A conversation with Stephen Barton and Gordy Haab

During the World Soundtrack Awards I had the opportunity to talk to some of their guests. One of these conversations was with composers Stephen Barton and Gordy Haab. They have been working in the soundtrack industry for quite some time, but recently, their work has become known to a broader audience, including their collaboration on the Star Wars Jedi computer games. During this interview we talked a lot about their work on these games, but we also touched on some aspects of their working habits and whiskey. Seeing how they responded to each other was quite exciting, making it more of a conversation than an interview. This event took place on October 21, 2023.

Anton Smit: Thank you for this interview! I wanted to specifically talk to both of you because you are now working so closely together. One thing that triggered me was an interview you both did for the Game Maker’s Notebook, and you, Stephen, said during that podcast that for the music for Star Wars Jedi, each track is credited to both of you.

Stephen Barton: Yes, I did.

Anton: So my question to the both of you is, what does collaboration mean?

Gordy Haab: That is a really good question! For the both of us, it means being completely open-minded to each other’s ideas. We work and write together, but often, we write ideas individually, and then we share those ideas with each other and give input. For example, if Stephen writes a theme and asks me what I think about it, I could suggest changes, like reharmonization in a different way, and then I can pass it back. He can agree with some of the changes but can also offer a different solution. So we kind of go back and forth in that way, and it feels like it has both of our aesthetics infused.

Stephen: We definitely do divide stuff up. Although there are cues sometimes where we are sort of transitioning one thing, or where I will take something you have started and finish with like the ending or something. It is really interesting because there is this idea that you can write a melody or write a theme that pops into your head fully formed, like maybe when you are in the shower at 2:00 in the morning. Maybe once or twice, it does, but not always, and actually, generally speaking, one of the things that is interesting as composers is always iterating. When you try something out, there is usually a nagging voice in your head that sort of says that it could have been better, but you sort of leave it as is. What has been really interesting is we have both been able to use each other as part of that process. Here is the theme that I have: what would you do with it? He will do something completely different. Like almost all of my favorite versions of any of the tunes I had a big hand in are his versions.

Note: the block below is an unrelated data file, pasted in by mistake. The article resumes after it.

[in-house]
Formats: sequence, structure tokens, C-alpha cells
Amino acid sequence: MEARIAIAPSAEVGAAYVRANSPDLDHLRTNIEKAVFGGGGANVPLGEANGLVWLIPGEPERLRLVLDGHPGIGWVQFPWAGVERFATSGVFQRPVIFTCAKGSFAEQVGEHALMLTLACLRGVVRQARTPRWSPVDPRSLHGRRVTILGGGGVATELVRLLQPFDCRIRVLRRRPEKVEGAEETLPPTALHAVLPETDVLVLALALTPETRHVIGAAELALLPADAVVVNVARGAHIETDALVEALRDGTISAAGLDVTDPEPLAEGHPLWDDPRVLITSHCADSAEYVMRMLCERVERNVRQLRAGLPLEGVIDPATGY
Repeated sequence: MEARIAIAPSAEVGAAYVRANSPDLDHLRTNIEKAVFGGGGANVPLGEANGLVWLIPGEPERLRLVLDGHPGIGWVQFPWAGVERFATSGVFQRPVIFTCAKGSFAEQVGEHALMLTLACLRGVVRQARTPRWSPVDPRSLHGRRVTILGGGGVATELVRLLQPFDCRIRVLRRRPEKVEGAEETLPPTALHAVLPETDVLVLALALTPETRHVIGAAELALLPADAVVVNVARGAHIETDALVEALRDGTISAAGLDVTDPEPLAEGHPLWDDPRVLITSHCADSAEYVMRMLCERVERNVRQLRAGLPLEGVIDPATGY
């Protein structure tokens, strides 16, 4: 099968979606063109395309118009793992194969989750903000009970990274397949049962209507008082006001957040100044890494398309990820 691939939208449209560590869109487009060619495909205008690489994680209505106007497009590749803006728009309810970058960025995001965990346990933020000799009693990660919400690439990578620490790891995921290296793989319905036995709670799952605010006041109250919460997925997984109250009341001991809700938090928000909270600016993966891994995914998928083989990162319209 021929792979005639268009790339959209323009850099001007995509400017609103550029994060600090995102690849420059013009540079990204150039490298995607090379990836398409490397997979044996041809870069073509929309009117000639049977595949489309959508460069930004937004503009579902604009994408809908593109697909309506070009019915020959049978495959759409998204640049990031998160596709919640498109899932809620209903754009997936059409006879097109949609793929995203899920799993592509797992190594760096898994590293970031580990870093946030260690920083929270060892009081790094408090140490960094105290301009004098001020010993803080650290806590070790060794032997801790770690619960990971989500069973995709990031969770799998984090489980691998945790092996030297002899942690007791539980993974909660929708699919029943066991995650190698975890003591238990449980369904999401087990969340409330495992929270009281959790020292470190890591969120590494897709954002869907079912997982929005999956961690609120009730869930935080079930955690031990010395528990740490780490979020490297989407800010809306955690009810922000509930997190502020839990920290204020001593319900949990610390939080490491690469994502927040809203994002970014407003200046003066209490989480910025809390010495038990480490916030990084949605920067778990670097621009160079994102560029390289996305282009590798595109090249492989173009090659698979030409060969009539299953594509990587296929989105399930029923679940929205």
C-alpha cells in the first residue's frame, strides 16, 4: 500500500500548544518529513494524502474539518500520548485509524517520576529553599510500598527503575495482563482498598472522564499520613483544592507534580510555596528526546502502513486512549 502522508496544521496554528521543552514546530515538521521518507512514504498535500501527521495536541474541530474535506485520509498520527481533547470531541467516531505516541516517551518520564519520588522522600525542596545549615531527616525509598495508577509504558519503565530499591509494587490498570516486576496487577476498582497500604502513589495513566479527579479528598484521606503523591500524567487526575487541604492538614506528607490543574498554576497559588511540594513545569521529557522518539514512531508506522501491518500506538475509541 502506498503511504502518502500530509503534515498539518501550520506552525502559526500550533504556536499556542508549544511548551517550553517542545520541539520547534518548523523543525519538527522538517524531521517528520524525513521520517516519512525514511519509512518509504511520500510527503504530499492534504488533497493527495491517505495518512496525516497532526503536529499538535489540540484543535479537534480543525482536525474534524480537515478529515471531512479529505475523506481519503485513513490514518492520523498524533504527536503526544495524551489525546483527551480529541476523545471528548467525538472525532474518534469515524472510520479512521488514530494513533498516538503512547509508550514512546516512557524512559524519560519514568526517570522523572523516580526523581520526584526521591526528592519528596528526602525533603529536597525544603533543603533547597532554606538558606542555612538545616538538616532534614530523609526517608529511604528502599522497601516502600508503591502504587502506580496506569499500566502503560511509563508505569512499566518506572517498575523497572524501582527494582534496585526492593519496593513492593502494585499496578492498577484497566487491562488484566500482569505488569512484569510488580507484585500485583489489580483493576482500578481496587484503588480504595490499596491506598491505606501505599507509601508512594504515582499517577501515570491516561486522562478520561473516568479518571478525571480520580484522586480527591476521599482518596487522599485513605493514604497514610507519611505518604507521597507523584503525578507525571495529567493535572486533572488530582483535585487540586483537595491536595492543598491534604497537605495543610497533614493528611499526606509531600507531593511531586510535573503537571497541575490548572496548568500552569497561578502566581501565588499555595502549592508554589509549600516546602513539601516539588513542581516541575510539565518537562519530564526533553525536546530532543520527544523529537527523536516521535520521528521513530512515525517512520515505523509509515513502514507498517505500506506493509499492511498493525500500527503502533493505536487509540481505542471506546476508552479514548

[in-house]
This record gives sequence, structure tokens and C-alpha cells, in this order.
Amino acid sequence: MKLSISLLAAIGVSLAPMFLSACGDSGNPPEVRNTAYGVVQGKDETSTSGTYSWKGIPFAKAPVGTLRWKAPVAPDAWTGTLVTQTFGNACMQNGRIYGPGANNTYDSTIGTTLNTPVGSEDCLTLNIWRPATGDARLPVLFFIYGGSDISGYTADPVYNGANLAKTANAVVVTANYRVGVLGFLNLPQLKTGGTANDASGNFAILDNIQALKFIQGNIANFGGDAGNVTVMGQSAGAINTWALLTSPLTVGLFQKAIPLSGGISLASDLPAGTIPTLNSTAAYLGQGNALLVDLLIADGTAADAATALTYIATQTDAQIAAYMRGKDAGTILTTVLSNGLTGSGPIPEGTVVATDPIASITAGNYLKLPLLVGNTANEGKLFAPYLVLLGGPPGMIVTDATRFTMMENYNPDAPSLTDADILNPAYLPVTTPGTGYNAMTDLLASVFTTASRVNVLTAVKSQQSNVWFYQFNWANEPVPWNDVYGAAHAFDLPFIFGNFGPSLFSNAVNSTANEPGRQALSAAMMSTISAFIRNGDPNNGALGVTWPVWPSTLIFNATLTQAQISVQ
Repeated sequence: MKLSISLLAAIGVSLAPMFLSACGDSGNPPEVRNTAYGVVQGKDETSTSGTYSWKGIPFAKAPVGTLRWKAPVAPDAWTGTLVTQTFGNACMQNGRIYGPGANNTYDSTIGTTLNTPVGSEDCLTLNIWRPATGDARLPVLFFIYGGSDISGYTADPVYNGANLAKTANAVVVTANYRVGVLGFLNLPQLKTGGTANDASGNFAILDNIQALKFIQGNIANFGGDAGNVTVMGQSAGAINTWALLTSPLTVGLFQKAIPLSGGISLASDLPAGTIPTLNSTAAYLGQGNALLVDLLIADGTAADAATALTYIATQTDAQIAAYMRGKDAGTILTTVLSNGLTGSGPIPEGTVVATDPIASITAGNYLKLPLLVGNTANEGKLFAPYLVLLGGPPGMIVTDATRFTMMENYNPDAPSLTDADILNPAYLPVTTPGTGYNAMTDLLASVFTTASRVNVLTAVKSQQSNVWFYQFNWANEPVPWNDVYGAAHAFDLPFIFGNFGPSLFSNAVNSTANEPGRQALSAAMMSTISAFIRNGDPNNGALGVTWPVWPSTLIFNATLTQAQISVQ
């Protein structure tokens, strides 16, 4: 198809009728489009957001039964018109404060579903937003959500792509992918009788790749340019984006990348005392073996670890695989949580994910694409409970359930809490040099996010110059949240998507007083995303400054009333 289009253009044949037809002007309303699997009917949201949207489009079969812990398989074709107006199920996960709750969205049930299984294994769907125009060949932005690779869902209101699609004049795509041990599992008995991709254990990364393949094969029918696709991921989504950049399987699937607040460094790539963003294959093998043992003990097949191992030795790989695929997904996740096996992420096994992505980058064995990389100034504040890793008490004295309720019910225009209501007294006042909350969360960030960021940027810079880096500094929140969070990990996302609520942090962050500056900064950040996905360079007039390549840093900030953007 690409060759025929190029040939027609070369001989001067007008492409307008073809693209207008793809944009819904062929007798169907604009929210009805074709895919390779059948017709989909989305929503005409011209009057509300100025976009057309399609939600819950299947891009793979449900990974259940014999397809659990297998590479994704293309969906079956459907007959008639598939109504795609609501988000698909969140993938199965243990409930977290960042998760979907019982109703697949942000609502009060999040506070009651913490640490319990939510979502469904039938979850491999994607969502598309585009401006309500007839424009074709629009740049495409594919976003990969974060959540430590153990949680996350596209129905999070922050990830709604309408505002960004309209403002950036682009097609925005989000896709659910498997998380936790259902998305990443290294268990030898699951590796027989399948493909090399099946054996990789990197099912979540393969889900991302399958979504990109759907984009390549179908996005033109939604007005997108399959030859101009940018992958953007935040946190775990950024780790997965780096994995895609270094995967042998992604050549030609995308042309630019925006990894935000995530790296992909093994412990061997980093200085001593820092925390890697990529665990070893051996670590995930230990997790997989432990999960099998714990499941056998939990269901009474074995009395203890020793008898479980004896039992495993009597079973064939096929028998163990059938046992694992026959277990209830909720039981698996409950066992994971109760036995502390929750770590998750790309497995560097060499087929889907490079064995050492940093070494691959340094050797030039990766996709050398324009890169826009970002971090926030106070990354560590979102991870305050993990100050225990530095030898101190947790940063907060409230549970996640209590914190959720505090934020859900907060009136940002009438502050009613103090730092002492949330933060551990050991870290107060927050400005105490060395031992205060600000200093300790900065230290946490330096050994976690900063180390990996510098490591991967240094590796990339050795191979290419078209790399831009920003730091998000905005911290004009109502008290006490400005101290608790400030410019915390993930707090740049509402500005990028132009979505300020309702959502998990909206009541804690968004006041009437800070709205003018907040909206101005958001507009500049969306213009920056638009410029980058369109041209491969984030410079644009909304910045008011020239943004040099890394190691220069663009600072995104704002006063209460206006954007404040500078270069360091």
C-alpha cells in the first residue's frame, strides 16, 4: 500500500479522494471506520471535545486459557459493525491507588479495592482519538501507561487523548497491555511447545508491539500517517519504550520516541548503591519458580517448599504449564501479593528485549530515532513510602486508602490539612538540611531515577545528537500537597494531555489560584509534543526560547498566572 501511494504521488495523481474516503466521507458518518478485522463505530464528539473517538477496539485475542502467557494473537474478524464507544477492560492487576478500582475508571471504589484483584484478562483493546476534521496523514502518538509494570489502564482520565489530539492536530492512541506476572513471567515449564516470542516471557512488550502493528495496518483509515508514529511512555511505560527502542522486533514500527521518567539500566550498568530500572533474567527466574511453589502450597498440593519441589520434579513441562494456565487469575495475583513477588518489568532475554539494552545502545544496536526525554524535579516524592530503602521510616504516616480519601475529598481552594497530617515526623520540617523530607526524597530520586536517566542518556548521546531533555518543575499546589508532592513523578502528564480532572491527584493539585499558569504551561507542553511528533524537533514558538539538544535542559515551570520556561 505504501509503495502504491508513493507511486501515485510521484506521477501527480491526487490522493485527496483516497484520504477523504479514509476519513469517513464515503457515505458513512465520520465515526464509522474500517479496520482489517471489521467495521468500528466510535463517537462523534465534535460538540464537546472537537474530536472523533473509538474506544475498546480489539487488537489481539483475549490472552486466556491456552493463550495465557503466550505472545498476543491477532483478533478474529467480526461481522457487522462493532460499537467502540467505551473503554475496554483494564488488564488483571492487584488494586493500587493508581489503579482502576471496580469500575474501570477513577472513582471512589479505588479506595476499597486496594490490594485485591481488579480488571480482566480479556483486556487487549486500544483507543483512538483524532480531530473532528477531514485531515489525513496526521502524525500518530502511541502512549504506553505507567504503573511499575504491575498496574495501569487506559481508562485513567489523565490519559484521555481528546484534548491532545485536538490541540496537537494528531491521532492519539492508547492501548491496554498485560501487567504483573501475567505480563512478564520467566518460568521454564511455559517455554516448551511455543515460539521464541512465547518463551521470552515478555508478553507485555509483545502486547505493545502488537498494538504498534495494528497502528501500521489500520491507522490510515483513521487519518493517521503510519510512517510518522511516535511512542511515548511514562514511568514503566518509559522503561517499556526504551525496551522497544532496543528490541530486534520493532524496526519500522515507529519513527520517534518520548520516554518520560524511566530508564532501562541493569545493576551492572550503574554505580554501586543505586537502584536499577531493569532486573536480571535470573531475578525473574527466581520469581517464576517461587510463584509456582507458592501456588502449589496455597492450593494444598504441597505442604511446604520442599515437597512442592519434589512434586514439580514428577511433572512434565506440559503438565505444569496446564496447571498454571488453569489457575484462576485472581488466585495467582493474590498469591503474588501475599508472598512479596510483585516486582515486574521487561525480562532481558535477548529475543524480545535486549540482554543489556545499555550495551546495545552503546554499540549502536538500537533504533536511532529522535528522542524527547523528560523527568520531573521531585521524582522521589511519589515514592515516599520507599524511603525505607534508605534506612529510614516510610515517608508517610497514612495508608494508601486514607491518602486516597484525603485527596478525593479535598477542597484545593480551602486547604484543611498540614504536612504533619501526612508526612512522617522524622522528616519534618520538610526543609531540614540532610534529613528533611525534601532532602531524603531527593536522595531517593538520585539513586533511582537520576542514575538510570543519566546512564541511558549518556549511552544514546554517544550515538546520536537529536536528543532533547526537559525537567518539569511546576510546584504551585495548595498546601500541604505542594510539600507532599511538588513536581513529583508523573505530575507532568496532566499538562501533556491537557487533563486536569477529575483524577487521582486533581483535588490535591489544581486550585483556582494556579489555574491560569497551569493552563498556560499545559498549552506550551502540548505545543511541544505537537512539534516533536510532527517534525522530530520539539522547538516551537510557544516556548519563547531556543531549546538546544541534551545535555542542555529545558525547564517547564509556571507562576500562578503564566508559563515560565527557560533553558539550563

Gordy: Likewise. For me, it is the exact same thing. It gives us this luxury of not having to be such a critic of our own music because I can get something to what I feel is 80%, but I am just missing that one last thing, whatever that may be, and having the ability to pass that off to Stephen. Especially when I sort of hit a brick wall to see what he thinks.

Stephen: Sometimes it is almost an element of like: Oh no, you got the right thing. Don’t throw that out, because it is really good. There are definitely times where you will play it and say that you are not sure about it, but you get that extra pushover to hear that it is working and that is really good, and here is why it is good.

Gordy: That gives each other the sort of confidence to go with it because we are our own worst critics, as artists. It’s nice to hear somebody else kind of weigh in and say that you are not crazy, and it actually really works!

Anton: Can I ask for just a specific example? The flight sequence with Merrin and Cal in Star Wars Jedi: Survivor, could you tell me how that came to be?

Stephen: That sequence is largely one of Gordy’s. We sort of bounced back and forth on Merrin’s theme. It was really funny because that was a really good example of a theme that just existed. Nick, the music director, and I were at the studio, and Gordy was at home and he sent it over to us. We thought it was an awesome theme, but it was Merrin’s theme. It wasn’t necessarily written specifically for her. At that time, Merrin was a character who wasn’t actually fully fleshed out at that point. That theme was her character, a thousand percent where we want to go with it.

Gordy: Exactly. The collaboration itself happened in the first game, in Fallen Order. Merrin’s theme, like I was saying, was just a small general motif that I had initially sort of come up with for the planet Dathomir. When it became Merrin’s theme, we adapted it together a bit, and then it kind of just lived as this small motif for the character. In Survivor, we had this opportunity to sort of really blow that theme up and create this heroic version of it. I sort of took on that task.

Stephen: And then you threw the kitchen sink at it!

Gordy: Yeah, exactly!